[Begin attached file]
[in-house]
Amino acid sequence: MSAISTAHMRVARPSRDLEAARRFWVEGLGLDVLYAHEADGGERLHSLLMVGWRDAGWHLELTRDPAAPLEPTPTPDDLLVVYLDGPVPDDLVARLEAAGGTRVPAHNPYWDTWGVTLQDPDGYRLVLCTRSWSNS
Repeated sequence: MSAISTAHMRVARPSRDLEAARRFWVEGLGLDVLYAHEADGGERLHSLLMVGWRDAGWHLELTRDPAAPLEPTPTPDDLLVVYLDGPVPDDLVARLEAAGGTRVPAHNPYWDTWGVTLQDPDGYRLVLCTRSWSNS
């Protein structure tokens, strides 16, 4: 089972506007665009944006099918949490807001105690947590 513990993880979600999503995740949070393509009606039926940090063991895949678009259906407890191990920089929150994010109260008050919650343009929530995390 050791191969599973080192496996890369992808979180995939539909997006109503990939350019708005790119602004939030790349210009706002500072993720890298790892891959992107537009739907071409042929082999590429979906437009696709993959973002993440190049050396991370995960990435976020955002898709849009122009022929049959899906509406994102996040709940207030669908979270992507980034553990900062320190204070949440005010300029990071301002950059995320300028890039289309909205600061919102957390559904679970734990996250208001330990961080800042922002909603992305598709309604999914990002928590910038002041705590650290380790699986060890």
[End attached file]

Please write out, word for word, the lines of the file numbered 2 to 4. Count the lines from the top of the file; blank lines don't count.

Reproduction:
Amino acid sequence: MSAISTAHMRVARPSRDLEAARRFWVEGLGLDVLYAHEADGGERLHSLLMVGWRDAGWHLELTRDPAAPLEPTPTPDDLLVVYLDGPVPDDLVARLEAAGGTRVPAHNPYWDTWGVTLQDPDGYRLVLCTRSWSNS
Repeated sequence: MSAISTAHMRVARPSRDLEAARRFWVEGLGLDVLYAHEADGGERLHSLLMVGWRDAGWHLELTRDPAAPLEPTPTPDDLLVVYLDGPVPDDLVARLEAAGGTRVPAHNPYWDTWGVTLQDPDGYRLVLCTRSWSNS
């Protein structure tokens, strides 16, 4: 089972506007665009944006099918949490807001105690947590 513990993880979600999503995740949070393509009606039926940090063991895949678009259906407890191990920089929150994010109260008050919650343009929530995390 050791191969599973080192496996890369992808979180995939539909997006109503990939350019708005790119602004939030790349210009706002500072993720890298790892891959992107537009739907071409042929082999590429979906437009696709993959973002993440190049050396991370995960990435976020955002898709849009122009022929049959899906509406994102996040709940207030669908979270992507980034553990900062320190204070949440005010300029990071301002950059995320300028890039289309909205600061919102957390559904679970734990996250208001330990961080800042922002909603992305598709309604999914990002928590910038002041705590650290380790699986060890």